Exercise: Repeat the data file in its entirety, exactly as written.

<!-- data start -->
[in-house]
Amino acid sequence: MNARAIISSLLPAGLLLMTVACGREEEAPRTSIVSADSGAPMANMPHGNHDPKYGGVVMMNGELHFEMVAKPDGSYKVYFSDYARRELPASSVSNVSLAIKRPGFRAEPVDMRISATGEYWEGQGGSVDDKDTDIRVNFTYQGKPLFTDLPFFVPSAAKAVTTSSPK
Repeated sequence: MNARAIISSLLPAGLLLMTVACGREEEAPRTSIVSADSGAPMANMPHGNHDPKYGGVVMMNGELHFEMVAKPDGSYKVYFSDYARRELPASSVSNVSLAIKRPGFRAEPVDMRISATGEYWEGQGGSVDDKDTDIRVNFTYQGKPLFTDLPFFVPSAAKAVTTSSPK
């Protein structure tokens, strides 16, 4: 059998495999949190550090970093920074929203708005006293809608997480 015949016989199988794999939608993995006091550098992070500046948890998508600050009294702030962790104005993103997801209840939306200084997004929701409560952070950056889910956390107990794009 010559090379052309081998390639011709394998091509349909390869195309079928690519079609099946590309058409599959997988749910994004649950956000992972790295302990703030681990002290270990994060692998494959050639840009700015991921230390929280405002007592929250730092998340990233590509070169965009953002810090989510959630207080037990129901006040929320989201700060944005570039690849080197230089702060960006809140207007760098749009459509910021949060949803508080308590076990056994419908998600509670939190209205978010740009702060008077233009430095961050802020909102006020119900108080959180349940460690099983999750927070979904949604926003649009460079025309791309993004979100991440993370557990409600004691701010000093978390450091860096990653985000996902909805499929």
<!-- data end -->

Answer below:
[in-house]
Amino acid sequence: MNARAIISSLLPAGLLLMTVACGREEEAPRTSIVSADSGAPMANMPHGNHDPKYGGVVMMNGELHFEMVAKPDGSYKVYFSDYARRELPASSVSNVSLAIKRPGFRAEPVDMRISATGEYWEGQGGSVDDKDTDIRVNFTYQGKPLFTDLPFFVPSAAKAVTTSSPK
Repeated sequence: MNARAIISSLLPAGLLLMTVACGREEEAPRTSIVSADSGAPMANMPHGNHDPKYGGVVMMNGELHFEMVAKPDGSYKVYFSDYARRELPASSVSNVSLAIKRPGFRAEPVDMRISATGEYWEGQGGSVDDKDTDIRVNFTYQGKPLFTDLPFFVPSAAKAVTTSSPK
């Protein structure tokens, strides 16, 4: 059998495999949190550090970093920074929203708005006293809608997480 015949016989199988794999939608993995006091550098992070500046948890998508600050009294702030962790104005993103997801209840939306200084997004929701409560952070950056889910956390107990794009 010559090379052309081998390639011709394998091509349909390869195309079928690519079609099946590309058409599959997988749910994004649950956000992972790295302990703030681990002290270990994060692998494959050639840009700015991921230390929280405002007592929250730092998340990233590509070169965009953002810090989510959630207080037990129901006040929320989201700060944005570039690849080197230089702060960006809140207007760098749009459509910021949060949803508080308590076990056994419908998600509670939190209205978010740009702060008077233009430095961050802020909102006020119900108080959180349940460690099983999750927070979904949604926003649009460079025309791309993004979100991440993370557990409600004691701010000093978390450091860096990653985000996902909805499929």